2024 Concert Market Rankings: No. 3 Las Vegas

COME ALL BELIEVERS: Rock legends U2 perform inside Sphere during the opening weekend of the groundbreaking 40-date “U2:UV Achtung Baby” series. Photo by Rich Fury

No. 3 Las Vegas
Bright Light City: Las Vegas Changes The Game

Reported Market Gross | $600,017,204
Reported Ticket Sales | 3,410,840
Average Ticket Price | $175.91

Las Vegas slipped a spot from last year’s concert market rankings, sliding to No. 3, passed by Los Angeles, which takes the runner-up position.

That’s likely more a reflection of LA — which benefited from a year wholly without California’s pandemic restrictions and rebounded to its usual place in the hierarchy — than it is of any shortcomings of Sin City which, after all, still punches well above its demographic weight. The nation’s 40th largest media market is nevertheless the nation’s third best concert market.

Las Vegas’ total gross this year came in at just a shade more than $600 million, up nearly 16%. As usual – the result of the residency-heavy, legacy-act heavy, special edition-heavy nature of the market – Las Vegas paced the rankings in average ticket price at a boffo $175.91, also up 16% from last year and some $52 ahead of LA, the second-priciest market.

So far, we’ve ignored the elephant in the room, which in this case is the big orb just off the Strip.

Sphere opened in September, debuting its technological and audiovisual wonders
to the world after years of preparation. A state-of-the-art superstructure could only
be introduced with the world’s biggest band and indeed U2 led the way in grosses in
Sin City. The 17 shows that fell during the reporting period grossed a total of $109,751,705 on 280,717 tickets, according to Pollstar Boxoffice reports. That’s nearly $70 million ahead of the second set of shows – Usher’s 34 dates at Dolby Live at MGM Las Vegas.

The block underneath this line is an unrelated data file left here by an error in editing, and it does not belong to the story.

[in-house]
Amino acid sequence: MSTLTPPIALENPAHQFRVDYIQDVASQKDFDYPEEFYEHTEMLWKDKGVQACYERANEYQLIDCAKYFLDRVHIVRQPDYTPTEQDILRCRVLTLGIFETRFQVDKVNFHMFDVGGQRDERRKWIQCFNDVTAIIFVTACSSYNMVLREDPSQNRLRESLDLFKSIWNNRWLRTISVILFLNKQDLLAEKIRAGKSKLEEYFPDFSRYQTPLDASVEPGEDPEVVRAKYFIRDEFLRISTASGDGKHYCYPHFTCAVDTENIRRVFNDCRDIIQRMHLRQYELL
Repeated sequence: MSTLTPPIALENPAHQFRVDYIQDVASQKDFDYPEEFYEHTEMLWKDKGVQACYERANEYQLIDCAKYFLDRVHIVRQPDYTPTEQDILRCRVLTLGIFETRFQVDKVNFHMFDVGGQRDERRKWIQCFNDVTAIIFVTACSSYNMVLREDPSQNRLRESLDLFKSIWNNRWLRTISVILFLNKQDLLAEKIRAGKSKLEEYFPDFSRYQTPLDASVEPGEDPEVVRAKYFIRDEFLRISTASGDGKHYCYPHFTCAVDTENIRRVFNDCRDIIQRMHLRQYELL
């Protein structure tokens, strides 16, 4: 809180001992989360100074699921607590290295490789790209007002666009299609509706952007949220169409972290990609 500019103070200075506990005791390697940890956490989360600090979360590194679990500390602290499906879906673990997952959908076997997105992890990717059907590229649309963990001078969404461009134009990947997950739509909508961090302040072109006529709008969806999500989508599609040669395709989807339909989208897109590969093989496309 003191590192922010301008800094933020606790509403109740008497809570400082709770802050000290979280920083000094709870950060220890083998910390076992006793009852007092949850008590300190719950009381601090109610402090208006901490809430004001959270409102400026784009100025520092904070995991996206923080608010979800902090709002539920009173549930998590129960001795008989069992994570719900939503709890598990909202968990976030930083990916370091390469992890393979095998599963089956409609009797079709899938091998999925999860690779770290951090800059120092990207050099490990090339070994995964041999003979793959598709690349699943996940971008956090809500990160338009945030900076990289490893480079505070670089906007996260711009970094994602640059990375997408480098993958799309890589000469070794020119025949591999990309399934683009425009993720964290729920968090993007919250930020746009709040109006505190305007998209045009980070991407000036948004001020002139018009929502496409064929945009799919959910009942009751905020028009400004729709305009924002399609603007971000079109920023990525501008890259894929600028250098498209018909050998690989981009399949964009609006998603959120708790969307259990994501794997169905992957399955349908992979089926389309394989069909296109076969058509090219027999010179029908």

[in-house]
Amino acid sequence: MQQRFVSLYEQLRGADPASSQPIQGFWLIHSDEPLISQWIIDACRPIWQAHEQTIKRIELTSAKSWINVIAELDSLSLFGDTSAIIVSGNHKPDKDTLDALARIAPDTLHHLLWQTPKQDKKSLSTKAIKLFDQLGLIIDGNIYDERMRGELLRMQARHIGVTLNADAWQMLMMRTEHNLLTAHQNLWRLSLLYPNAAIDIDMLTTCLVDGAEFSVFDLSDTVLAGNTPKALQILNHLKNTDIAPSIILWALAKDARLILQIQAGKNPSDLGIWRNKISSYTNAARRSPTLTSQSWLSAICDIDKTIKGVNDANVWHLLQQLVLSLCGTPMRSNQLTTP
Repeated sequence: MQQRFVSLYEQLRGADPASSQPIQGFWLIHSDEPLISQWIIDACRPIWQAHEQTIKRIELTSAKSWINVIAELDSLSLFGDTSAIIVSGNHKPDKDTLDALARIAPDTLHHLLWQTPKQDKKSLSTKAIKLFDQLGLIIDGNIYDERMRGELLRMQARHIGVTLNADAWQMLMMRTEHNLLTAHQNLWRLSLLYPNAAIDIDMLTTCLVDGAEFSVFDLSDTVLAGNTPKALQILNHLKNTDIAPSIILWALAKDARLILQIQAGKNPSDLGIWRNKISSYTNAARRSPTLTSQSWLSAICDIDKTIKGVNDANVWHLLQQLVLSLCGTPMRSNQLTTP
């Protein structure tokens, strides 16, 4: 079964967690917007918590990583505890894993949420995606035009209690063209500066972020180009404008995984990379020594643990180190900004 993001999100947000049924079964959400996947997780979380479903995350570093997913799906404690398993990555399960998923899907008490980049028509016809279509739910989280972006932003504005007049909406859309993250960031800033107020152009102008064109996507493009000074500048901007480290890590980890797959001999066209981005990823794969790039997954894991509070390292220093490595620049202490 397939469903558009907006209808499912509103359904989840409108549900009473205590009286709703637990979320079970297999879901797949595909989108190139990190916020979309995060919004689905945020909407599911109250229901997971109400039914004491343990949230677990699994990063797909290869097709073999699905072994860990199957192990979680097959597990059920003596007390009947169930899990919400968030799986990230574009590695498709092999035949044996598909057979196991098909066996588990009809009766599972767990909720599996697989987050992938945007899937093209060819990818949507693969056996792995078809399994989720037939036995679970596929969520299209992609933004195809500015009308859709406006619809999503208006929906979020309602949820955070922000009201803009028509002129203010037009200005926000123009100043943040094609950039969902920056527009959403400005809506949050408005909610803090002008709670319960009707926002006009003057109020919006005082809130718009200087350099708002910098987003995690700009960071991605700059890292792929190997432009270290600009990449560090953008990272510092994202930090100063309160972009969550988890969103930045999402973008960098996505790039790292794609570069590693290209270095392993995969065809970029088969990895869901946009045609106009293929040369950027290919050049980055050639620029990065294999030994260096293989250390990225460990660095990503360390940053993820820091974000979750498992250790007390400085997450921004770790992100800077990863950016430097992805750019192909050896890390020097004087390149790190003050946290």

Sphere, even with just one run of shows, still ranked as the world’s fifth-highest grossing arena, one spot behind Las Vegas’ T-Mobile Arena, which obviously books a more traditional schedule, including Drake, who grossed an impressive $4.1 million. The aforementioned Dolby Live came in as the No. 2 theater.

The biggest building in town, Allegiant Stadium – which will host Super LVIII in February, as Las Vegas’ position as a professional sports city is solidified after decades in, well, the desert – ranked as the world’s No. 4 stadium, reporting $128.2 million in grosses. That was paced by Beyoncé, who totaled nearly $25.8 million over two shows. P!NK joined the party with a gross of nearly $9 million. And none of that counts two Taylor Swift “Eras Tour” shows in March that no doubt posted big numbers.

The stadium and (traditional) arena shows simply add ballast – and shimmer – to what was already a very successful entertainment model that’s worked for decades. All but one of Pollstar’s Top 15 residencies were in Las Vegas, paced by U2 (it should be noted that promoter Arthur Fogel and manager Irving Azoff insisted to Pollstar that “UV:U2 Achtung Baby Live At Sphere” isn’t really a residency).

Whether shows at Sphere count as a “residency” may remain an open question but what those U2 shows have proven is that it really is a game-changer, especially as fans – and artists – figure it out.

“Sphere has made us think about live entertainment in a completely different way,” Josephine Vaccarello, Executive Vice President, Live, for Madison Square Garden Entertainment Corp., told Pollstar. “We’re educating fans on what’s different about the experience at Sphere, and artists on how to think differently about the new opportunities for creativity that Sphere presents.”